The 2012 Winter Classic was played at Citizens Bank Park in Philadelphia.
The National Hockey League has played one outdoor hockey game per year since its first Winter Classic in 2008 at Ralph Wilson Stadium in Buffalo, NY. In 2014, however, the NHL will play six outdoor games in five venues.
The Canadian sports network TSN reported the league's plan will include a Los Angeles Kings vs. Anaheim Ducks game at Dodger Stadium on Jan. 25, two games at Yankee Stadium which will include all the New York Area teams, a March 2 matchup between the Chicago Blackhawks and Pittsburgh Penguins at Soldier Field and an Ottawa Senators vs. Vancouver Canucks game at B.C. Place in Vancouver.
These games come in addition to the league's gem event, the 2014 Winter Classic. The Winter Classic is set to be played on New Year's Day at The Big House on the campus of the University of Michigan.
While the Winter Classic has brought some of the NHL's highest TV ratings, and has sold out stadiums, the plan to put on five more games has brought with it concern that the magic of the event will become watered down.
“In my opinion, the six outdoor games will create tremendous buzz and excitement in the local markets,” said Christopher Barnhill, an asstistant professor at the Rawlings Sport Business Management Program at Maryville University in St. Louis. “On the other hand, the NHL has a tremendous brand in the Winter Classic. Holding six outdoor games does reduce the novelty of the Winter Classic.”
The NHL has the same worry. At a press conference to announce the Winter Classic, NHL Chief Operating Officer John Collins said, “No one would be more concerned about not screwing up a good thing than we would be.”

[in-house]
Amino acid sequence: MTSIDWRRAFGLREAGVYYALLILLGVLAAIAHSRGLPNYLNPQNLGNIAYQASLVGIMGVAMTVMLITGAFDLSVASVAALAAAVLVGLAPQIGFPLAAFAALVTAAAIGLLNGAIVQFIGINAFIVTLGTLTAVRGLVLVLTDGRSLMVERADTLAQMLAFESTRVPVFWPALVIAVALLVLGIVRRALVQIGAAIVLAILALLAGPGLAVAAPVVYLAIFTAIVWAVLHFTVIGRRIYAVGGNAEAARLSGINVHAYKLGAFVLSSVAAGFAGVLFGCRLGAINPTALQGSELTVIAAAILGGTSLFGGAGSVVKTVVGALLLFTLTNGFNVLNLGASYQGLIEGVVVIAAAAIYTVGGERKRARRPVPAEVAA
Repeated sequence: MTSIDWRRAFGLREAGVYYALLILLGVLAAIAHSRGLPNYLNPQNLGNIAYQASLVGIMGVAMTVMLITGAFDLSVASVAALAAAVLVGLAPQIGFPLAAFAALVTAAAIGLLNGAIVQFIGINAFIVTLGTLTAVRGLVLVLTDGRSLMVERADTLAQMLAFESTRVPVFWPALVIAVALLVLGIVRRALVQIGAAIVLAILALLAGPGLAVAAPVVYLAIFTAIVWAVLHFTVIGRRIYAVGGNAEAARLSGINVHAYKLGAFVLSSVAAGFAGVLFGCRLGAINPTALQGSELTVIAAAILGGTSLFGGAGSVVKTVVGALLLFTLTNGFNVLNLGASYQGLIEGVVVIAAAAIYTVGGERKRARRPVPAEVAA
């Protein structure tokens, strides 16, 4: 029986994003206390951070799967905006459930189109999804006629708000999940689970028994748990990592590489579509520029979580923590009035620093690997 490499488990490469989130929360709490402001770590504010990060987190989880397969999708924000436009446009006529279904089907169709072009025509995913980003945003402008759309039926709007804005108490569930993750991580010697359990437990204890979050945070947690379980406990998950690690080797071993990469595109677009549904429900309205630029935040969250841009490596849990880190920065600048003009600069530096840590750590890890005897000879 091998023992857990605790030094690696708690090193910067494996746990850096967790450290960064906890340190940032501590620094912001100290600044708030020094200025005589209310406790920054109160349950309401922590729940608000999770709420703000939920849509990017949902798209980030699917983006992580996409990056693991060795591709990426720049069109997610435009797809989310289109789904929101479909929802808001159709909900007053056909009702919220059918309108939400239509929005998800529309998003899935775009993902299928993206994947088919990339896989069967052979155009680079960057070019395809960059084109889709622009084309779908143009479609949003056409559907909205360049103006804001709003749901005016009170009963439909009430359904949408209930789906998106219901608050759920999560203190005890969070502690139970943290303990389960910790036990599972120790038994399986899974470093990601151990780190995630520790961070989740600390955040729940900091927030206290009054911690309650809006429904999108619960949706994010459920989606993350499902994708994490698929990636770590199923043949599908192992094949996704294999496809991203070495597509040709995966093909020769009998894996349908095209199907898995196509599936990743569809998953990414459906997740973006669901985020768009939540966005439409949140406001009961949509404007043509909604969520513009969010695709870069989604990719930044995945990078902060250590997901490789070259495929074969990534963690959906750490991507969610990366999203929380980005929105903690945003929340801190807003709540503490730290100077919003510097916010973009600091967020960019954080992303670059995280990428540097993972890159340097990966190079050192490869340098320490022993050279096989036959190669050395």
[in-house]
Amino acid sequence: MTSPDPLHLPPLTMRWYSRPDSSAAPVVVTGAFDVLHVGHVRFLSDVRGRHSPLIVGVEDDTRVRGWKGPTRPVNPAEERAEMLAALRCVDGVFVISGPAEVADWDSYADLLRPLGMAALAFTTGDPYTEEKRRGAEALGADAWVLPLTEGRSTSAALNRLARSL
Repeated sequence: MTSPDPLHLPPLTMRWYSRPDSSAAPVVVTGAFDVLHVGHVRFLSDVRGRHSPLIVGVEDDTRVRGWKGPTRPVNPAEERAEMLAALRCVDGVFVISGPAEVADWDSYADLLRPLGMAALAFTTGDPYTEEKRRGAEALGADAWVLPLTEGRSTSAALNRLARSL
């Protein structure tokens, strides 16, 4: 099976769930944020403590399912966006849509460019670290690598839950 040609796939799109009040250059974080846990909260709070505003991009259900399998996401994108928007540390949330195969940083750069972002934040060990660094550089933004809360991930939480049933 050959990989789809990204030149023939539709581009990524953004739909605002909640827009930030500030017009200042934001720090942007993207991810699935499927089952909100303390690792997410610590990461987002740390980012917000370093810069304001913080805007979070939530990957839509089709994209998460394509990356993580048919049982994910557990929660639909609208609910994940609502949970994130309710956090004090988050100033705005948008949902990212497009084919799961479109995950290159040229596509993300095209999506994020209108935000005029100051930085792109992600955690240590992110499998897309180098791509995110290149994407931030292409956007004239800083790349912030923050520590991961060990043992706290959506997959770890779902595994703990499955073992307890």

This season's Winter Classic was canceled due to the NHL lockout. The last outdoor event, which was held at Citizens Bank Park in Philadelphia, drew 46,967 fans. Nearly four million viewers watched the event on TV. The 2011 Winter Classic was the highest rated outdoor game with 4.74 million viewers.
“This is a bit of a balancing act and somewhat of a gamble for the NHL,” Southern Illinois Sports Administration Professor and former NHL lawyer Jeff Levine said. “The question becomes whether the league will continue to retain the marquee value of its outdoor games, which of course translates to high ticket sales, sponsors, activation, etc, or whether the whole novelty will be lost with so many games staged in close time proximity.”
The success of NHL outdoor games has carried over to hockey's top minor league, the American Hockey League. The AHL played its first Outdoor Classic in 2010 in Syracuse, NY, in front of 21,508 fans at the New York State Fairgrounds.
The AHL will play two outdoor games in 2014, one in conjunction with the Winter Classic and the other at Frontier Field in Rochester, NY.
“You see the impact it can have and see the number of people it can draw,” said AHL VP of Marketing and Business Development Chris Nikolis. “And how much fun people have when they are there and it's great for your corporate partners and everyone tied to the city. It's a logistical challenge to pull everything together, but all five we've done so far have been a great success.”
In 2011, the AHL's game at Citizens Bank Park that followed the Winter Classic sold out, setting a league record for a single game with over 45,000 attending.
“There's no question those games provide added opportunity for our teams in those cities,” Nikolis said. “We're able to put our best foot forward and receive some additional spotlight when those games are happening.”
Nikolis said the AHL has received a great deal of interest from teams in getting involved with an outdoor game. The only question is whether the fan interest will remain as high with more outdoor games being played.
“If leagues can continue to grow revenues from this new source by staging multiple outdoor games that continue to draw reasonably well, then I imagine the league is willing to dilute the value of this signature event,” Levine said.
Interviewed for this story: Chris Nikolis, (413) 781-2030; Christopher Barnhill, (314)- 529-9300; Jeff Levine, (248) 939-7864